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When it comes to accessibility, VPATs are the most common form of information exchange between vendors and their customers. And at Elsevier, they’ve found that making these reports an organizational priority simply makes good business sense.
Implementing accessible technology in your workplace means buying accessible tech in the first place. This new resource helps employers and their purchasing staff build accessibility and usability into their information and communication technology (ICT) procurement processes.
Accessibility experts Ted Gies and Jay Nemchik discussed the business significance of VPATs, and their best practices for handling requests.
Taleo is the leading talent management system used by HR professionals worldwide. In this webinar, Senior Director of Oracle's Accessibility Program Peter Wallack, Product Management Director of Taleo Development Ali Moosvi, and Accessibility Test Engineer Priyanka Jampana will discuss the challenges and successes that their team has experienced, as well as the accessibility features currently in production.
Do you post job openings on Twitter and Instagram, or use LinkedIn to vet candidates? Today, 79% of job seekers use social media to locate job opportunities. In this webinar, digital marketer Eliza Greenwood will discuss steps to ensure that your social media recruiting efforts for active and passive talent can successfully reach candidates with disabilities.
As businesses compete to attract talented, skilled employees, it’s important to make sure that artificial barriers aren’t blocking their path. In this cautionary tale, Sassy Outwater explains how employers may be missing out on top candidates when their online hiring and recruiting systems aren't accessible.
Sharron Rush, co-founder and Executive Director of Knowbility, explains the importance of user testing to ensure that workplace technologies are truly accessible.
Dan Sullivan, Vice President of Sales at AudioEye, talks about the return-on-investment for employers who embrace accessible technology that benefits all users.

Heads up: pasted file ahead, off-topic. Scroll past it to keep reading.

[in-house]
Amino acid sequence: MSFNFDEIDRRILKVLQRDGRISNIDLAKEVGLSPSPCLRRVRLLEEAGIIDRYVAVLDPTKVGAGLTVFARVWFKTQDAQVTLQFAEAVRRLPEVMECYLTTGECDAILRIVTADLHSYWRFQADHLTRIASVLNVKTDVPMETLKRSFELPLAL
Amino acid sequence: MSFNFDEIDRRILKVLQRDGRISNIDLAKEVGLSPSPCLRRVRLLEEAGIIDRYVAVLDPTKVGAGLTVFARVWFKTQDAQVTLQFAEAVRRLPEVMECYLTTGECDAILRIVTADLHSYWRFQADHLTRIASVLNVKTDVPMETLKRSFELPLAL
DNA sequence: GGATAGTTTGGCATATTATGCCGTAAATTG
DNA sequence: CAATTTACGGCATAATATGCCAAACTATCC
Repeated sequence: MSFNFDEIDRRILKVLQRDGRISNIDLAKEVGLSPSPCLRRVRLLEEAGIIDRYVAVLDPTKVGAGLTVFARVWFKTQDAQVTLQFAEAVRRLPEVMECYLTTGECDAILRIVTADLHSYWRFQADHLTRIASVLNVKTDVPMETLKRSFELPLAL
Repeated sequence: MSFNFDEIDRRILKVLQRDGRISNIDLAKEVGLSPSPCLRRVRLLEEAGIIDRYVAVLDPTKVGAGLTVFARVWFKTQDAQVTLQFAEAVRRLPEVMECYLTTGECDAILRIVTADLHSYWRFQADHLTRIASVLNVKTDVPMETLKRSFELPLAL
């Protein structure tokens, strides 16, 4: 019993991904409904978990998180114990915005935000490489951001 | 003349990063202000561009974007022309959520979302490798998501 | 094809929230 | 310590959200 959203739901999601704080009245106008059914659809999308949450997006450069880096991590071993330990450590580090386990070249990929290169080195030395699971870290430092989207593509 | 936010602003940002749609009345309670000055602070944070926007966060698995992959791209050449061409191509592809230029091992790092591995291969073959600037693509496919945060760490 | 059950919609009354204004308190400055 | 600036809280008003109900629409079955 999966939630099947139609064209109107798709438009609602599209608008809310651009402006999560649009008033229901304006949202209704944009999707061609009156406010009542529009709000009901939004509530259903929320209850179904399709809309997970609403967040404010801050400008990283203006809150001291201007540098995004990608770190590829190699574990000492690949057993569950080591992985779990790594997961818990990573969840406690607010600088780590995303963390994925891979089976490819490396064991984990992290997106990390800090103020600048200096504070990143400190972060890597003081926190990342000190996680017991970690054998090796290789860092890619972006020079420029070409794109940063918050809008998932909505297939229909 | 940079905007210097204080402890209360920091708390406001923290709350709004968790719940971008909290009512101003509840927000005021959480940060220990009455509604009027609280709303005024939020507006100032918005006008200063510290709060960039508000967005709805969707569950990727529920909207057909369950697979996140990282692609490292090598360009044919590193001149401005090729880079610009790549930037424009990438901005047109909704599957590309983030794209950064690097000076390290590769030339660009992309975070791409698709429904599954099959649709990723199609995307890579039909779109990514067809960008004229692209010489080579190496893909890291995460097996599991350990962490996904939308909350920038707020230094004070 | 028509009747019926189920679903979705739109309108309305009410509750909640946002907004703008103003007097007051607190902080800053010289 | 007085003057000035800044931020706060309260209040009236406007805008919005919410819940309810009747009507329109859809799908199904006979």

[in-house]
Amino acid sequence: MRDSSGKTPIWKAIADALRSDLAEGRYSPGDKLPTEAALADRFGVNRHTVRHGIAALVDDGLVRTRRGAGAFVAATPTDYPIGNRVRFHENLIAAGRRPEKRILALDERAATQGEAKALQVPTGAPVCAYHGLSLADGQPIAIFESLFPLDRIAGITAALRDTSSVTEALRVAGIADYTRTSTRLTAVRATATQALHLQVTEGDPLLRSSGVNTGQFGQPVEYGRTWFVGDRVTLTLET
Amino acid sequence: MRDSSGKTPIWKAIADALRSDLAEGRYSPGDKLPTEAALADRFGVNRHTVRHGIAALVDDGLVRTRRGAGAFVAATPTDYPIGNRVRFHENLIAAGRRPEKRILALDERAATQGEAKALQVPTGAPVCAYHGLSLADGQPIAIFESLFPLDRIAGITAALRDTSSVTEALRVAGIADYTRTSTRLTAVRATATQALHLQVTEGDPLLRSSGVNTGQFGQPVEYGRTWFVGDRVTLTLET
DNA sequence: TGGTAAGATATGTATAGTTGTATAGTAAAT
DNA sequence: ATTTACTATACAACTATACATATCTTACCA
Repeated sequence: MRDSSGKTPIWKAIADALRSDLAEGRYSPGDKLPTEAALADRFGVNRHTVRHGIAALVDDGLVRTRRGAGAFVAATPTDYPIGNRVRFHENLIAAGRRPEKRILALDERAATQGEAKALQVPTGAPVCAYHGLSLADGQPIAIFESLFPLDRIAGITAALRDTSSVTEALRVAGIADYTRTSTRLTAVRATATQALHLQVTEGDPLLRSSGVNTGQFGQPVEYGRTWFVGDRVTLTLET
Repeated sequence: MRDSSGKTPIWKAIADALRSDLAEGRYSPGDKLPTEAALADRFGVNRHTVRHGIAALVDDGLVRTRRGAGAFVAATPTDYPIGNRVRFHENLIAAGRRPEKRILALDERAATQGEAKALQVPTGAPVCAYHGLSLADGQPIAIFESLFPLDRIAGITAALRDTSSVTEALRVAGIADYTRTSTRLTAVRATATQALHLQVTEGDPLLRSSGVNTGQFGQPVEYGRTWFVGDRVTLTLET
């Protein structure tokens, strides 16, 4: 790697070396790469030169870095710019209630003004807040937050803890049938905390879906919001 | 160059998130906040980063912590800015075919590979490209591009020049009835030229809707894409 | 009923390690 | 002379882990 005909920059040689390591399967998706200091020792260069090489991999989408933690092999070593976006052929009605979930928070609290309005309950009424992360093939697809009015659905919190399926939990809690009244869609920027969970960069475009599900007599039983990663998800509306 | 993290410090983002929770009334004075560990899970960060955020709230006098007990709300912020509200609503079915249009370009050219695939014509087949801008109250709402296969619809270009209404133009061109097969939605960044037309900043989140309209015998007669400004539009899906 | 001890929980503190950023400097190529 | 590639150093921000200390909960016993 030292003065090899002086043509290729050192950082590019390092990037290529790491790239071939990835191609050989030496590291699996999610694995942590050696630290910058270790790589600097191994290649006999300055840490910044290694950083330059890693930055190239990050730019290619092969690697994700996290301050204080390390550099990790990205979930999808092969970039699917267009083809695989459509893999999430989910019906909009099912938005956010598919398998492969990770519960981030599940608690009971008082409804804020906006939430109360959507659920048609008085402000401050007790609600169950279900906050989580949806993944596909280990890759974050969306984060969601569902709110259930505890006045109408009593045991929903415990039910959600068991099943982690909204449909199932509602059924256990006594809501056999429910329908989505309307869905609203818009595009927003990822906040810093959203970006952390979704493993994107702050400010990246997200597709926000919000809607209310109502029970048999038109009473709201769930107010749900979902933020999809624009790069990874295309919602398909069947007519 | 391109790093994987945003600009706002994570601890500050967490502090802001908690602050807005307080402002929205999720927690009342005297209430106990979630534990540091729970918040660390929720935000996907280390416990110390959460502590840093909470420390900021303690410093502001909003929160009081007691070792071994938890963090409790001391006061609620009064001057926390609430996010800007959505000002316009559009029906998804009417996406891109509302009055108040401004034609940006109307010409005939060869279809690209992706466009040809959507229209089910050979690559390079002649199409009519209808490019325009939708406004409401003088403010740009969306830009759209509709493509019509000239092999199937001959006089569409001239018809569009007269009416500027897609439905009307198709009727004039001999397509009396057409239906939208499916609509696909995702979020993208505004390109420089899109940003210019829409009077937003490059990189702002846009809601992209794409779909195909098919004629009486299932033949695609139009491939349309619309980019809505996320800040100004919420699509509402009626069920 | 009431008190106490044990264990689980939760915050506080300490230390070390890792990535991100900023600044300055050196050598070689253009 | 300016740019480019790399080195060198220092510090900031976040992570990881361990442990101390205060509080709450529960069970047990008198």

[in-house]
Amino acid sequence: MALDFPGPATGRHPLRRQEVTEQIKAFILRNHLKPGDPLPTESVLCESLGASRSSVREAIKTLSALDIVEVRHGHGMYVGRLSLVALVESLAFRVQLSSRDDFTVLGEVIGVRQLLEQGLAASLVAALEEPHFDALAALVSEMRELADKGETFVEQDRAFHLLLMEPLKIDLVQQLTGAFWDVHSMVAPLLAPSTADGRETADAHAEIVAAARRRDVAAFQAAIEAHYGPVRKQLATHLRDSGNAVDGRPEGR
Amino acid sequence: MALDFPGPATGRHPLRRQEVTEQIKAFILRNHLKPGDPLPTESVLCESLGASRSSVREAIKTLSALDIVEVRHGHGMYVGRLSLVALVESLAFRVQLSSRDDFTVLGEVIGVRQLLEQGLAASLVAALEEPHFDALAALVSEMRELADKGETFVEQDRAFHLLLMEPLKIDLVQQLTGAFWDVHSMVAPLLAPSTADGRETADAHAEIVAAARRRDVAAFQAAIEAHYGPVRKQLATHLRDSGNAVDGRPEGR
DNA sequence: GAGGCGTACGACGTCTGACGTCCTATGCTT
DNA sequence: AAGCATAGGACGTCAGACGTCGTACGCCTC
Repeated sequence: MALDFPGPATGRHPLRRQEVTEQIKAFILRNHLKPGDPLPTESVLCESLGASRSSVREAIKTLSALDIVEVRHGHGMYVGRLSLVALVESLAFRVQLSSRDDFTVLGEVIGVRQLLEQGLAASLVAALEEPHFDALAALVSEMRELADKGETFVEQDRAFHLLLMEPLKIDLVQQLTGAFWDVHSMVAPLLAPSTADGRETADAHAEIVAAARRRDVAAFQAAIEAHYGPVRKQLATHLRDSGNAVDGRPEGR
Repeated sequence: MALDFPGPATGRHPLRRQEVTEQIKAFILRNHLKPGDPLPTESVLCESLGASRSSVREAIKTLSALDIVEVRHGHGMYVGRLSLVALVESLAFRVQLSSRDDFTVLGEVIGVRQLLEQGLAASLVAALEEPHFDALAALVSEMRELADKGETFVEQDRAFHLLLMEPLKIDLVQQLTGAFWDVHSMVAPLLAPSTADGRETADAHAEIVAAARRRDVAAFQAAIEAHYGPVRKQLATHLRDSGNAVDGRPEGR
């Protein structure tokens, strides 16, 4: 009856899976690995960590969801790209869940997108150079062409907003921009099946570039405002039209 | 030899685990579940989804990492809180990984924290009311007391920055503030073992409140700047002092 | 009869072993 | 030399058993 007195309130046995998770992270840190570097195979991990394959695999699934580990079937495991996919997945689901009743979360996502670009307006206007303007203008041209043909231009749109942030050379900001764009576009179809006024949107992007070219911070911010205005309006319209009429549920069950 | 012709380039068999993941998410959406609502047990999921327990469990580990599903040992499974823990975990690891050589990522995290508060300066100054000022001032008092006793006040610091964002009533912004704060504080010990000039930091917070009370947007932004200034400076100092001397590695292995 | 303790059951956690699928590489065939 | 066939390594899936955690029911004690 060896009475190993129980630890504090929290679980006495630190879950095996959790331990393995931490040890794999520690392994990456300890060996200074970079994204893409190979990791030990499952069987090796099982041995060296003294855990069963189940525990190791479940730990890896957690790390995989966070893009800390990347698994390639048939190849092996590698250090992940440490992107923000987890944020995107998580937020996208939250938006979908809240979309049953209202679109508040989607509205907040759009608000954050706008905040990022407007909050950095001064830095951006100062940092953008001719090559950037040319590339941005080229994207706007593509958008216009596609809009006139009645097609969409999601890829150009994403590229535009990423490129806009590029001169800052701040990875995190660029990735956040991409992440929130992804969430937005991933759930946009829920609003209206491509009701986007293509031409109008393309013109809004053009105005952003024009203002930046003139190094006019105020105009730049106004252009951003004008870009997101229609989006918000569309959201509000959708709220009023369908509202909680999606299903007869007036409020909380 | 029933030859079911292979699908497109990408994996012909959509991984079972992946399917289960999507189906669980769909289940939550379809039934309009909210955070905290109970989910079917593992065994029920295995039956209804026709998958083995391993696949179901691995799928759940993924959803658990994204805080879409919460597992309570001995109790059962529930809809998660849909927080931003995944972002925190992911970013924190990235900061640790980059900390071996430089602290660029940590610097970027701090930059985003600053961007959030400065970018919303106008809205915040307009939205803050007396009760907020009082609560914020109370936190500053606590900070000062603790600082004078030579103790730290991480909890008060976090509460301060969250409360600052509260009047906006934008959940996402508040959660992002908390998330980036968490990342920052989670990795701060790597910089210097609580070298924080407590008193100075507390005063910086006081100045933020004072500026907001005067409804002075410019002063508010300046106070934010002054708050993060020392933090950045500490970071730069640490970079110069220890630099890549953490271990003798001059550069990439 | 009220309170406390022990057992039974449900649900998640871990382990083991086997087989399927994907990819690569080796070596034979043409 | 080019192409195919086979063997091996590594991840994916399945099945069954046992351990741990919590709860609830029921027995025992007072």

When it comes to the accessibility of web pages, web applications and web tools, most people turn to the Web Content Accessibility Guidelines (WCAG), the internationally recognized standards developed and maintained by the World Wide Web Consortium’s (W3C) Web Accessibility Initiative (WAI). In order to help technology providers and employers understand the basics of WCAG and other related accessibility standards, PEAT spoke with the W3C's Shawn Henry, who leads their worldwide education and outreach promoting web accessibility.
View a discussion with state accessibility CIOs Jeff Kline, Sarah Bourne, and Jay Wyant regarding Policy-Driven Adoption for Accessibility (PDAA). This new approach can help achieve higher levels of accessibility in vendor-provided products and services over the long term.
This article explores tips for communicating about accessibility–clearly, directly, and throughout the technology development lifecycle.
Next week’s 2015 M-Enabling Summit on June 1-2 will provide a forum for all who create and contribute to the development and implementation of accessible mobile technologies. We hope to see you there! At last year’s event, we were honored to welcome CTIA - The Wireless Association into the PEAT Network as a founding member, and are delighted to feature their guest post this month. CTIA represents the wireless communications industry, and has long provided strong leadership on mobile accessibility issues.
No matter your industry, the technological tools we use to accomplish our work today are more advanced than the tools we used even just a few years ago, and this is especially true for people with disabilities. New technologies are fundamentally changing the workplace, and rapidly evolving technologies and workplace policies both play into a new way of doing business.
If you're an employer about to take a leap into an accessible workplace technology effort, you might be wondering where to begin. It's a question I'm often asked by people who understand the "why" behind accessibility, but who are daunted by the "how." But getting started is actually pretty simple.